Gorgeous latest from the hardest-working man in indie-folk.
‘A River Running to Your Heart’ is a low-key beauty of a record, a small and lovely triumph for a too often despondent and agitated world. It is a record that offers a sense of calm and reflective contemplation in a delightful and substantial setting. It is carefully crafted, with an artisan’s eye for detail, an eye that primary creator Eric D. Johnson has been cultivating for the best part of 25 years and nine (or is it 16?) Fruit Bats records.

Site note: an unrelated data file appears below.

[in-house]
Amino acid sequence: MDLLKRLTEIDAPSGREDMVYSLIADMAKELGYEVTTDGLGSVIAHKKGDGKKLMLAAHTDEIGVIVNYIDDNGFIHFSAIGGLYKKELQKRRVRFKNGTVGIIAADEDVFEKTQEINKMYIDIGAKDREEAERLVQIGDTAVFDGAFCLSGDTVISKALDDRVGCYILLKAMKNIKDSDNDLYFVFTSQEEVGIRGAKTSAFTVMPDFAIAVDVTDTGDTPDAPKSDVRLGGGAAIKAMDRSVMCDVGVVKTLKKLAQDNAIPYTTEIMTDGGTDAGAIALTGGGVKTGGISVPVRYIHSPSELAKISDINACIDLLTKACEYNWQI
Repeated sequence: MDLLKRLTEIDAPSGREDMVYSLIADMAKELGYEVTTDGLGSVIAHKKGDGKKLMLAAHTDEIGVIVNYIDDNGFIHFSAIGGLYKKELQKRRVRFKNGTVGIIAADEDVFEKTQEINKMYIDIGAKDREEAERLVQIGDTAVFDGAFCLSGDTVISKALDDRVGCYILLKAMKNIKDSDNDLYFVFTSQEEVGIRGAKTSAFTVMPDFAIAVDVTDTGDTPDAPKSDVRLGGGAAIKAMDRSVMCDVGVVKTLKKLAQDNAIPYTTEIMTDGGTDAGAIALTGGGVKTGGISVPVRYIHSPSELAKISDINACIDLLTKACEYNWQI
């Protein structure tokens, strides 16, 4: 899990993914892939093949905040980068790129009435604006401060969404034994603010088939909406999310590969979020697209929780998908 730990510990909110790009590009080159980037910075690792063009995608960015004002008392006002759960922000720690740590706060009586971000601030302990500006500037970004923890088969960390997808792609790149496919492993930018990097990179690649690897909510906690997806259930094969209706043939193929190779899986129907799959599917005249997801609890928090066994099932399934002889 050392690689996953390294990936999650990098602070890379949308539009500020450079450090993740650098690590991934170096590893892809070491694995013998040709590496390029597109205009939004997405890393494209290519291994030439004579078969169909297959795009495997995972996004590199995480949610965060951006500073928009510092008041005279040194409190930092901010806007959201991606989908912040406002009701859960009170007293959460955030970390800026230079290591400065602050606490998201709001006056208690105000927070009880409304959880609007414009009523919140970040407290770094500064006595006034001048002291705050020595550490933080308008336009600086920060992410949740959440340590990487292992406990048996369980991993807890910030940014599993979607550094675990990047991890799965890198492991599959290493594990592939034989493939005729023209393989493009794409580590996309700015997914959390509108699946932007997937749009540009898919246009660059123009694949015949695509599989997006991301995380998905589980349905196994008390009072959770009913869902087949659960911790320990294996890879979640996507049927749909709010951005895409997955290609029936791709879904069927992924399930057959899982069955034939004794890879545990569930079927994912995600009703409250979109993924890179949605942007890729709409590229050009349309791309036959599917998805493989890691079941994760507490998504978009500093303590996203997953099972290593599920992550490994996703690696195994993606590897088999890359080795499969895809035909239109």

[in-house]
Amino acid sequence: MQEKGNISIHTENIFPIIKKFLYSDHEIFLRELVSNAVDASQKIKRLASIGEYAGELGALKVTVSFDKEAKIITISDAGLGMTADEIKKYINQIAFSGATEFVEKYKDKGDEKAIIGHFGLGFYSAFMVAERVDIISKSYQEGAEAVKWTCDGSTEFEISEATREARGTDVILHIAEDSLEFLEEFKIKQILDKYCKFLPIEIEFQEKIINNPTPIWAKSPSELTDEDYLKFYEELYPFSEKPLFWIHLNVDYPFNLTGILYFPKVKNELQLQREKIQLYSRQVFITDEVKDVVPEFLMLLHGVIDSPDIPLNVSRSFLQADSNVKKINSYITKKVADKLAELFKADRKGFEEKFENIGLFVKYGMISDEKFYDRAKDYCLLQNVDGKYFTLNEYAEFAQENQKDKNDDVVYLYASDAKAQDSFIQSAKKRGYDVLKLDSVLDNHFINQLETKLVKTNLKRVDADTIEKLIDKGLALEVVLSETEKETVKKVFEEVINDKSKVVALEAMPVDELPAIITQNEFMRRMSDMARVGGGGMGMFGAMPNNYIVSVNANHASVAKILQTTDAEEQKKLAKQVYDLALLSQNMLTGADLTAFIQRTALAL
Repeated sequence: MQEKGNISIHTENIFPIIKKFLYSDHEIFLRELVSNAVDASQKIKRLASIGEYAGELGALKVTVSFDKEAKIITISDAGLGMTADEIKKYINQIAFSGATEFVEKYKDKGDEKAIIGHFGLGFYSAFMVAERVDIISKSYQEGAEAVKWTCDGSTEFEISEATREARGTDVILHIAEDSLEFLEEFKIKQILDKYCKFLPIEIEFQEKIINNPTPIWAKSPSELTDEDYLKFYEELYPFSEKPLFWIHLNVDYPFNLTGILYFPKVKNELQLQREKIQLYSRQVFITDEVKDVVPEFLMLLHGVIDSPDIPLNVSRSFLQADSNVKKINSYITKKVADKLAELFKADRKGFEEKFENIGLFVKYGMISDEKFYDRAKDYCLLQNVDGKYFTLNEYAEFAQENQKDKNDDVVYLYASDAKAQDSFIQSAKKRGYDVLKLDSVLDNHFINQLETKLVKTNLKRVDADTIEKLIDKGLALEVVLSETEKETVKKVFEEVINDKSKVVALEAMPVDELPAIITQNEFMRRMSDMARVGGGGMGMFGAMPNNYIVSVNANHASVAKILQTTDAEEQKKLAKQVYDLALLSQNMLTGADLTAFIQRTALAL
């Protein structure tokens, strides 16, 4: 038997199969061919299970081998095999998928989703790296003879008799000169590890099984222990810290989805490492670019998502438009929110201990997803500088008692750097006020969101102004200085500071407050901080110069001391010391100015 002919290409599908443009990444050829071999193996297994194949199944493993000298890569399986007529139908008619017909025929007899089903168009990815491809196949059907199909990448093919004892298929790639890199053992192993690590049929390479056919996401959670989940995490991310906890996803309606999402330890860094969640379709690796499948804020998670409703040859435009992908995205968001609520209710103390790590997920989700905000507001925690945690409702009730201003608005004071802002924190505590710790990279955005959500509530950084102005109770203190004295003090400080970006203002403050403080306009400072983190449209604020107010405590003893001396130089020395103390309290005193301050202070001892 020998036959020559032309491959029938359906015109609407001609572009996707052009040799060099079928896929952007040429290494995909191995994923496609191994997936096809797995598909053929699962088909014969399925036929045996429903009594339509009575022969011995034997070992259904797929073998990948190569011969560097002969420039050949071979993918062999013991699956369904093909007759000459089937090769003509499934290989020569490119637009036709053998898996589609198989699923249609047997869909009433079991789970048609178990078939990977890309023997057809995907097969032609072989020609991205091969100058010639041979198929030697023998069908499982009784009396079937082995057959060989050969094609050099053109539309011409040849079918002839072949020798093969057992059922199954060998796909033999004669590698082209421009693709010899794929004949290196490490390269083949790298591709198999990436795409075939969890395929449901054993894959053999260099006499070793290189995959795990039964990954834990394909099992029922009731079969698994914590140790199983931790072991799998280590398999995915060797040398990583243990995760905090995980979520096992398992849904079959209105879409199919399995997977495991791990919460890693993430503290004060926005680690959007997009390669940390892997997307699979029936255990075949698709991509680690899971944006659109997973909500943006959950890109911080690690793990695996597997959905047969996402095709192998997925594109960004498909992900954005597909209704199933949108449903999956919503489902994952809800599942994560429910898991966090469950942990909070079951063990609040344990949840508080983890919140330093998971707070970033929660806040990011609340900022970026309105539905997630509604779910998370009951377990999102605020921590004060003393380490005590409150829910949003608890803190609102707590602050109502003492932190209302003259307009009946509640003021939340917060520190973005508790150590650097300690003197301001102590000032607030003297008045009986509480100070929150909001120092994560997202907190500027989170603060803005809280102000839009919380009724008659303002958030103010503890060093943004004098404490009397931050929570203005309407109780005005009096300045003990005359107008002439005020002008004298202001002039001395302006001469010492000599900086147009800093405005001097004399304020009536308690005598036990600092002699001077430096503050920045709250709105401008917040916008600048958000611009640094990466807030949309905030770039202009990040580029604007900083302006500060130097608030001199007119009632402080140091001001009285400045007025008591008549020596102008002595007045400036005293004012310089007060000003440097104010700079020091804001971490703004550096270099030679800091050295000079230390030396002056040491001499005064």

The album’s mellifluous nature and the gentle ease with which it insinuates itself into the consciousness is perhaps surprising given Johnson’s recent full-tilt working schedule. There have been at least four original Fruit Bats albums since 2019 plus a double LP compilation, in addition he has delivered an incongruous lockdown project, covering Smashing Pumpkins’ ‘Siamese Dream’ in its totality. And as if that’s not enough, he has been a fundamental component of A.UK favourites Bonny Light Horseman, making a significant contribution to two LPs and a number of acclaimed live shows.